Why dismissal for minor, non-malicious social media posts can constitute unfair dismissal

Employment Law cases can relate to all manner of things: sexist make-up policies, discriminatory Secret Santa gifts and, in the case of one Canadian law suit, a claim by employees for ‘psychological torture’ due to the employer playing Christmas songs on loop from November onwards.

I’ve recently read a case worthy of joining this list – namely, the ‘Facebook meat advertisement’ case. This is the case of Hayward v Noel Chadwick Limited heard in Liverpool Employment Tribunal, which published its judgment in March 2017.

As some readers in the Wigan area may know, Noel Chadwick Limited (“NCL”) is a typical local butcher shop which heavily relies on local reputation and footfall in the Standish area. The only real ‘online service’ provided is an email service requesting local deliveries.

In this case, Mr Hayward sent a public Facebook message to his then-girlfriend about the cost of packages of meat from an online meat company. The company wasn’t a competitor and operated in a different manner (i.e. online-only and a wholly different types of product). Put plainly, the only similarity was that they sold meat (in the same way that Dacia and Ferrari are similar because they sell cars, for example – it is the same product but very different ends of the market wihtout being ‘true’ competitors competing for the same customers).

Unfortunately, the Directors of NCL considered the post to be an “advertisement”. They also argued that they thought the post was made in bad faith and was “malicious”. So what did the Employment Tribunal decide?

Unfair dismissal resulting from demotion to do “officey things”

Zena Dickenson worked for 21 years at Easington Lane Primary School. From 2009 she was employed as the School Business Manager. She was responsible for a £1.2 million budget and she had 15 employees reporting directly to her.

In 2015 it became apparent that there would be an overspend and reduced income for reasons including shortfalls in the ‘pupil premium’ income and income from ‘early years’. She was approached by a clerk/receptionist, Kellie Todd, who wanted to know what her prospects were. Mrs Dickenson said that she could not be guaranteed additional hours in the future and there was a possibility that there would be redundancies. Ms Todd reported to a senior teacher, Hannah Wardle, that she was upset as a result of the conversation with Mrs Dickenson. Hannah Wardle in turn reported the matter to head teacher, Sarah Nordstrom, who commenced an investigation. The school’s HR adviser, Paula Barclay, interviewed Hannah Wardle, Kellie Todd and others and prepared draft witness statements for them. She advised Sarah Nordstrom as follows:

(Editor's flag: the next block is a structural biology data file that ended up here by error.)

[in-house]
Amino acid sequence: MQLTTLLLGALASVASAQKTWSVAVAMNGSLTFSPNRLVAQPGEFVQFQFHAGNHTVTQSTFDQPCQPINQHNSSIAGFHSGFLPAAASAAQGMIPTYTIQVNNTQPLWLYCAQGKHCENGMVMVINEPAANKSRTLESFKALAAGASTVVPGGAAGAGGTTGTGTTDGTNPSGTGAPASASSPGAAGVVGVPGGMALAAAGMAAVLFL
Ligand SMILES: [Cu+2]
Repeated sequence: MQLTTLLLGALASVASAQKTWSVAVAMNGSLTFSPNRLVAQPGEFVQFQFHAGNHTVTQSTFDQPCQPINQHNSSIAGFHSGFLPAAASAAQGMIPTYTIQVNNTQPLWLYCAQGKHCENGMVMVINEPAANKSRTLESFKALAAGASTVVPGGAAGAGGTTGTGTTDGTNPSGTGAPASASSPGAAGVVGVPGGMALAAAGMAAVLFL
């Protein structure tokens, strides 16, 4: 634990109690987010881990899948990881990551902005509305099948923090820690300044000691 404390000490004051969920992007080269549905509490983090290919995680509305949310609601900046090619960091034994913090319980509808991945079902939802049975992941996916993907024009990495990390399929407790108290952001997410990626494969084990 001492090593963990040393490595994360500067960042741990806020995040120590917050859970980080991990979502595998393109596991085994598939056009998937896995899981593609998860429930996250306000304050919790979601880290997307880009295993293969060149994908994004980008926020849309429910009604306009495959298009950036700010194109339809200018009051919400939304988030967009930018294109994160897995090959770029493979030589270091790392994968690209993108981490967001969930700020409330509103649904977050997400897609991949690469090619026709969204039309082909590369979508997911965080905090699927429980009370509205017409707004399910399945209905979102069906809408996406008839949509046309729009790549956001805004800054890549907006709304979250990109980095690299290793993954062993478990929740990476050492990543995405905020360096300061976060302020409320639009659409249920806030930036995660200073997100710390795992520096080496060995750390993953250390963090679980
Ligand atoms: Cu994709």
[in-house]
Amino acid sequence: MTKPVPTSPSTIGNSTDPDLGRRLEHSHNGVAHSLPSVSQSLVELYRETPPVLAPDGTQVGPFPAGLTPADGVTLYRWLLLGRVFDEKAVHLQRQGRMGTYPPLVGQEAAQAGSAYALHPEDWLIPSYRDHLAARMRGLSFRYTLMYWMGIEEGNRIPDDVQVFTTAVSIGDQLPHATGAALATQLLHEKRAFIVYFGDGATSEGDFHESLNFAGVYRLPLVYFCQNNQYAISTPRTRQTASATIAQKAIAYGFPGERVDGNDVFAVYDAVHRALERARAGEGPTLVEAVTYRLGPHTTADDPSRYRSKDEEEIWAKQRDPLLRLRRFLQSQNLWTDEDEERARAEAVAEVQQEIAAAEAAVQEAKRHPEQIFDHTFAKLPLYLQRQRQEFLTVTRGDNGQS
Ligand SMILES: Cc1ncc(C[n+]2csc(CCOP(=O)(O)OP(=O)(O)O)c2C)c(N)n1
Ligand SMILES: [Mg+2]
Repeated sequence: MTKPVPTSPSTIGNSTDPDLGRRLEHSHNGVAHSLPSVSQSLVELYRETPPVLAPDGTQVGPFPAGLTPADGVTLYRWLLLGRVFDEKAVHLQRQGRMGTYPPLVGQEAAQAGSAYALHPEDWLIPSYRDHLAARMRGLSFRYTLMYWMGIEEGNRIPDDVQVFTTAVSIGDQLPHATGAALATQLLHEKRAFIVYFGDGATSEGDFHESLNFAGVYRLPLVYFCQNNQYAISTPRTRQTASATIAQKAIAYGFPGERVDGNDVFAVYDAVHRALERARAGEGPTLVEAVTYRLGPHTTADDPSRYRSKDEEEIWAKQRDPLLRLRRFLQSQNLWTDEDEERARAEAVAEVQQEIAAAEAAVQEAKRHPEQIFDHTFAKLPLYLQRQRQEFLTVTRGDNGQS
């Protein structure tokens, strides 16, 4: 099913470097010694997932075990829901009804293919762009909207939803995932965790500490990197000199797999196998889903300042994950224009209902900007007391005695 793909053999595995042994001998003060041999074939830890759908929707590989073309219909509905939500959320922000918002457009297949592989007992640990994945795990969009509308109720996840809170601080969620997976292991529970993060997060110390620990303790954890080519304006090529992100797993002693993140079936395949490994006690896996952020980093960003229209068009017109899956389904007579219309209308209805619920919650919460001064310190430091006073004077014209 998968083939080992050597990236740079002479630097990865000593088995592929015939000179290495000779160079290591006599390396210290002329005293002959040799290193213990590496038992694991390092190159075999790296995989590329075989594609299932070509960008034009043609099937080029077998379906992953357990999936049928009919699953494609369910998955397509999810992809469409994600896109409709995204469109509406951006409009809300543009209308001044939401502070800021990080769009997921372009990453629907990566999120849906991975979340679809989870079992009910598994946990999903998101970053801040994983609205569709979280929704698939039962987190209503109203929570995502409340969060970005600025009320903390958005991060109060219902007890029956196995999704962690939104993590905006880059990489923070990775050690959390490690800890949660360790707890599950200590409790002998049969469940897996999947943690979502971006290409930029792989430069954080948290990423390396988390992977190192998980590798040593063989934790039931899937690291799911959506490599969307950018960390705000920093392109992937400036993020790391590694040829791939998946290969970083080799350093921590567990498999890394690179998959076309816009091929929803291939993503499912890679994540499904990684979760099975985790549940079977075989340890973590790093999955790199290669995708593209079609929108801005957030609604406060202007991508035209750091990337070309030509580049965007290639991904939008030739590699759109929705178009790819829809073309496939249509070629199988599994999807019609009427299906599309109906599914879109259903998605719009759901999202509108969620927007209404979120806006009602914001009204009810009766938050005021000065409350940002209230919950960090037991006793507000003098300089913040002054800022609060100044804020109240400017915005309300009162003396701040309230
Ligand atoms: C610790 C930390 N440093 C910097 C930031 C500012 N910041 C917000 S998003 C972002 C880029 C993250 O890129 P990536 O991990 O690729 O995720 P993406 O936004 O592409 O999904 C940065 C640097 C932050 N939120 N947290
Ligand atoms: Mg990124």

“I would start with

“There are some rumours in the school that there is going to be redundancies next year – what you know about this? and let her speak.

“If her response is she doesn’t know anything about it probe a little by asking if she denies having any conversations with colleagues about redundancy, reducing hours etc.

“Then ask her how this risk has not been brought to your attention and why it has not been reported on in the recent Finance meetings.

“If you believe the explanation about the budget stacks up you may choose not to suspend her. However, I think we both agree that she has stepped outside of her remit as Business Manager and SMT in divulging this information to colleagues. Therefore you can tell her you have concerns about this and an investigation will take place but you could do this with her still at work. However, unless she comes up with some plausible explanation which eliminate your concerns about funds the prudent approach would be to suspend her to allow a full and fair investigation to take place.

“Explain to her that this is not disciplinary action and that she will be paid while she is off. She will receive a letter confirming the position and she should not speak to anyone about this.”
Mrs Dickenson was duly suspended on 9 December 2015 to investigate allegations that she had a discussion with a colleague about the risk of redundancies when this had not been discussed by the senior leadership team and that, despite having the discussion she had not raised financial concerns with the senior leadership team. After a couple of false starts a disciplinary hearing took place on 26 February 2016. It was agreed that her suspension would be lifted. On attending work the following Monday she found that her security pass had been disabled. She was told not to go into the office but to wait in reception. The head teacher informed her that a performance improvement plan was to be put in place. She would no longer have any line management responsibilities and she would have to work in the main office at reception updating the school’s database until the plan was put in place.

Mrs Dickenson became distressed and said that she would like to be considered for redundancy. She was taken home and remained off sick until she resigned.